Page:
Cordless Screwdriver Battery Meter Modification

Thread Starter

JoeCK

Joined Mar 20, 2020
33
Hello Guys,
Hope you all are going well:)

Here I have a question about;
How to modify the "battery meter LEDs" of a NiCd battery-powered screwdriver after Li-ion 18650 battery conversion pls?
The screwdriver was working on 4x 1.2v = 4.8v NiCd battery but recently I have replaced all the 4 NiCd batteries with 1 Li-ion 18650 battery and it's working fine.

WhatsApp Image 2021-05-17 at 10.29.48.jpeg

However, the only problem is the battery meter LEDs. It only shows the last bit of red light always, even if the battery is fully charged.

I assume it's something to do with the resistors next to the LEDs, which control the flow of voltage according to the battery capacity...
Earlier the NiCd volt was around 5.2v and now the Li-ion is 4.2 when fully charged. So will it work if I reduce the resistor values for each LED accordingly? If so which values should be changed with pls?

WhatsApp Image 2021-05-17 at 10.29.49.jpeg

Pls find the attached images for clarity :)

Any help would be appreciated.
 

Audioguru again

Joined Oct 21, 2019
3,173
Did you know that a Li-Ion cell is ruined if you allow its voltage to go less than about 3V?
Some cells or products have a "protection circuit" that disconnects the battery before its voltage gets too low.
The battery meter LEDs you are fiddling with surely will not show a warning that the voltage is nearing 3V.
 

Thread Starter

JoeCK

Joined Mar 20, 2020
33
Can you show a picture of the other side of the circuit board or describe what is on the other side, connected to the B+.
Hello Keith,
Thanks for the reply.

I have attached the picture of the front side here.
B+ is connected to one side of the push switch in the picture.

WhatsApp Image 2021-05-18 at 09.27.08.jpeg
 

Thread Starter

JoeCK

Joined Mar 20, 2020
33
Did you know that a Li-Ion cell is ruined if you allow its voltage to go less than about 3V?
Some cells or products have a "protection circuit" that disconnects the battery before its voltage gets too low.
The battery meter LEDs you are fiddling with surely will not show a warning that the voltage is nearing 3V.
Thank you for the input.

However, I'm using these indicator LEDs to understand how much juice is left on the battery.

So maybe is it possible to set the value of the resistors in such a way, the last red led (at about 3v) is lite when pressing the button?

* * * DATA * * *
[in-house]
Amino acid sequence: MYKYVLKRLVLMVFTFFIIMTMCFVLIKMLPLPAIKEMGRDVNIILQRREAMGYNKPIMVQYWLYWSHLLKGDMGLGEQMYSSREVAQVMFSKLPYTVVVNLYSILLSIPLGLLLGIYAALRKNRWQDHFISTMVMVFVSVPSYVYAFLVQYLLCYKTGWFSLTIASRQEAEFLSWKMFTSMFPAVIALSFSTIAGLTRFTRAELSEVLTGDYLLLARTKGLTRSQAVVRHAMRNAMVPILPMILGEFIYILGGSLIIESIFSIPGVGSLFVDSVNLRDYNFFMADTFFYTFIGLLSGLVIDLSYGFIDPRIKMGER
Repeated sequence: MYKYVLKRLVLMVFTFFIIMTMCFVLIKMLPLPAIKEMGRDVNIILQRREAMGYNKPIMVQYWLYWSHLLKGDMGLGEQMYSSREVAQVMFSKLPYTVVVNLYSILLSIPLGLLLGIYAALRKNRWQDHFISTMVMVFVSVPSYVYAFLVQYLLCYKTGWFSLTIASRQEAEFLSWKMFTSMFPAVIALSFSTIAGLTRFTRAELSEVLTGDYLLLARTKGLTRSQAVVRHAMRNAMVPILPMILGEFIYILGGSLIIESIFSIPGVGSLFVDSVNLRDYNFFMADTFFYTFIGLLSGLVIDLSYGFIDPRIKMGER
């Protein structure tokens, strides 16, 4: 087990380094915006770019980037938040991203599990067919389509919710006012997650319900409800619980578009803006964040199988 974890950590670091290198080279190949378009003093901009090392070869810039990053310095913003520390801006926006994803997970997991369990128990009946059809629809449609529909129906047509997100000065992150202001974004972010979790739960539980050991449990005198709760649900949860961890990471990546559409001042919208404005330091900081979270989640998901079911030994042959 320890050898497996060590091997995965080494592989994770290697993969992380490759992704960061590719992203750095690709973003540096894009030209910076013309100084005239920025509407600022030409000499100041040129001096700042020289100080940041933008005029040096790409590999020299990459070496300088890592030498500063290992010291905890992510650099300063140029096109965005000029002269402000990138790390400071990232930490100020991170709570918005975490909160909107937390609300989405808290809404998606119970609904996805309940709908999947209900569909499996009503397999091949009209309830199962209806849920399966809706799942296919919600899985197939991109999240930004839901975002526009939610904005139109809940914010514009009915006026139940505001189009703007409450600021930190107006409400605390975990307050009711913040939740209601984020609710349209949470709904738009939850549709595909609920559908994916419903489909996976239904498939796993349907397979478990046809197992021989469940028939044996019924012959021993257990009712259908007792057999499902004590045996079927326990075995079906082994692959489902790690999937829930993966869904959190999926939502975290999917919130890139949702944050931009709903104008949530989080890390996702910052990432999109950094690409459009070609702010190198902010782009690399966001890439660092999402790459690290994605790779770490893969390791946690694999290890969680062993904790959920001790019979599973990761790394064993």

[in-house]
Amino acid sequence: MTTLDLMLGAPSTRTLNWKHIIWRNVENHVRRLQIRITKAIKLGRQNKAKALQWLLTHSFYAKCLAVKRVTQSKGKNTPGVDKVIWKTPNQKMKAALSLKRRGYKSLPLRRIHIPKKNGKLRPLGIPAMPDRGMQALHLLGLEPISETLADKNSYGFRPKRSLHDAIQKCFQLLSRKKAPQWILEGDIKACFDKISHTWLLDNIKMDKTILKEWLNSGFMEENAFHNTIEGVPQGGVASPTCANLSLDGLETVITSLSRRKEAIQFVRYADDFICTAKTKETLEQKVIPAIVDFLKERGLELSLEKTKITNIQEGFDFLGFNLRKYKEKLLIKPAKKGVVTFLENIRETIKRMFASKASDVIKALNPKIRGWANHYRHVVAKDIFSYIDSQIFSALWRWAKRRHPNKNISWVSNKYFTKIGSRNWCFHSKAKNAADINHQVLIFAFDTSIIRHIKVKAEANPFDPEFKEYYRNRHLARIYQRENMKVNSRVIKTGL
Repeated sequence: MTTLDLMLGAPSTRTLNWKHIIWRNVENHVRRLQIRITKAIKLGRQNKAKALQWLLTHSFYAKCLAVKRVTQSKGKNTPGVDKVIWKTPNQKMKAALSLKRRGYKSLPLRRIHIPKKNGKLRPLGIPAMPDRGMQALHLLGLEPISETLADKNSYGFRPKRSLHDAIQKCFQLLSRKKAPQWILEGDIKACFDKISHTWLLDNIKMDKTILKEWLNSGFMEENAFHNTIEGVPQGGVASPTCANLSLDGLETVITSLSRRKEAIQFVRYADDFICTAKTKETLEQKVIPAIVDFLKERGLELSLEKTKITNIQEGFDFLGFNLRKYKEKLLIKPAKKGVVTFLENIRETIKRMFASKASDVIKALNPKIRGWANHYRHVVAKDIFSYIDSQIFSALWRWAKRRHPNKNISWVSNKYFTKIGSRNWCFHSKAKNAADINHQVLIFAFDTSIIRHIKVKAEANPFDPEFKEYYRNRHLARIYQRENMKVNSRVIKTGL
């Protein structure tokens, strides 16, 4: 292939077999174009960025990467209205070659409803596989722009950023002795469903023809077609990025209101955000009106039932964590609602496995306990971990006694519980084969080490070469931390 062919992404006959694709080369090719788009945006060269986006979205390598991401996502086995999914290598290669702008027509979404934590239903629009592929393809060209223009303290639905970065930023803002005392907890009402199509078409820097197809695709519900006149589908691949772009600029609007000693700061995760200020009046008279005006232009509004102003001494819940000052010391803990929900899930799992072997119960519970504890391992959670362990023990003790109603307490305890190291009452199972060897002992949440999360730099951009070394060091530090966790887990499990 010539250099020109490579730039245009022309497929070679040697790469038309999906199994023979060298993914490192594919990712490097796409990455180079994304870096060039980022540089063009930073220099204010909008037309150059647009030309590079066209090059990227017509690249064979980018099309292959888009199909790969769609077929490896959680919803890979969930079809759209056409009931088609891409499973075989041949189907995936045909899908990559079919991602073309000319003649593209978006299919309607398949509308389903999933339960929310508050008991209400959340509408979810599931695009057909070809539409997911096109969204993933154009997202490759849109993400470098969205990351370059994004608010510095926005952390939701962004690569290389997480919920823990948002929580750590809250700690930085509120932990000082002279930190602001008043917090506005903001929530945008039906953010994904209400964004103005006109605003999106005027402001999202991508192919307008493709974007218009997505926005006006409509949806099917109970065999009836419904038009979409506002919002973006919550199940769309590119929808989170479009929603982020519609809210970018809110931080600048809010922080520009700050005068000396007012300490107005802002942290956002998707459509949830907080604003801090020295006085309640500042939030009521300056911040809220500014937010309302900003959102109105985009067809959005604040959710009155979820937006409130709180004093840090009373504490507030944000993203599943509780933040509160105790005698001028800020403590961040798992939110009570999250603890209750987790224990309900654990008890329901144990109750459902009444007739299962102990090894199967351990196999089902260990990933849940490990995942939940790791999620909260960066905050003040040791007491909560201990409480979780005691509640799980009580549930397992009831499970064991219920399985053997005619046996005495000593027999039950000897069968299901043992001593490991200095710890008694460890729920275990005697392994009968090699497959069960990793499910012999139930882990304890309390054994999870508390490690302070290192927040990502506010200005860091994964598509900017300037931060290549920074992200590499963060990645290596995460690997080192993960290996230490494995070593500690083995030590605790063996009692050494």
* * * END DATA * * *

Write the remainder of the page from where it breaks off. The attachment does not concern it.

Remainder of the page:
Like;
Green = 4.1v (or Green + Yellow + Red)
Yellow = 3.6v (or Yellow + Red)
Red = 3.1v (or only Red)

What do you think?
 

Audioguru again

Joined Oct 21, 2019
3,173
Anything using a Lithium rechargeable battery needs an automatic low voltage sensing and disconnect circuit.
If you do not use a Lithium rechargeable battery properly then it might explode and/or burn down your home.
 

KeithWalker

Joined Jul 10, 2017
1,779
The low automatic voltage cut-off is used because if a Li-Ion 18650 cell is discharged to below 2.7V, it will not recover and will no longer take a charge.
 

Audioguru again

Joined Oct 21, 2019
3,173
One Lithium battery charger IC datasheet says when it senses a battery voltage that is too low then it attempts charging with a very low current. If the voltage does not rise then it assumes the battery is shorted with a fragment of Lithium plating and stops the charging and issues a warning. If a normal charging occurred then the shorted battery will explode and/or catch on fire.
 

Thread Starter

JoeCK

Joined Mar 20, 2020
33
Anything using a Lithium rechargeable battery needs an automatic low voltage sensing and disconnect circuit.
If you do not use a Lithium rechargeable battery properly then it might explode and/or burn down your home.
Thank you for your advice.

However, here I'm looking to sort out just the "battery level indicator" section.

And taken care of the charging and discharging sections and using it without any issues for some time now.
 

Thread Starter

JoeCK

Joined Mar 20, 2020
33
The low automatic voltage cut-off is used because if a Li-Ion 18650 cell is discharged to below 2.7V, it will not recover and will no longer take a charge.
Thanks, Keith.

I have used TP4056 for the battery charging/discharging cut-off functions and working quite well.

I'm looking to sort the battery level indicator bulbs.
Hope you could suggest the value of resistors that are in series with the LED bulbs.
 

Audioguru again

Joined Oct 21, 2019
3,173
A resistor in series with a LED determines its brightness, not the voltage where it turns on.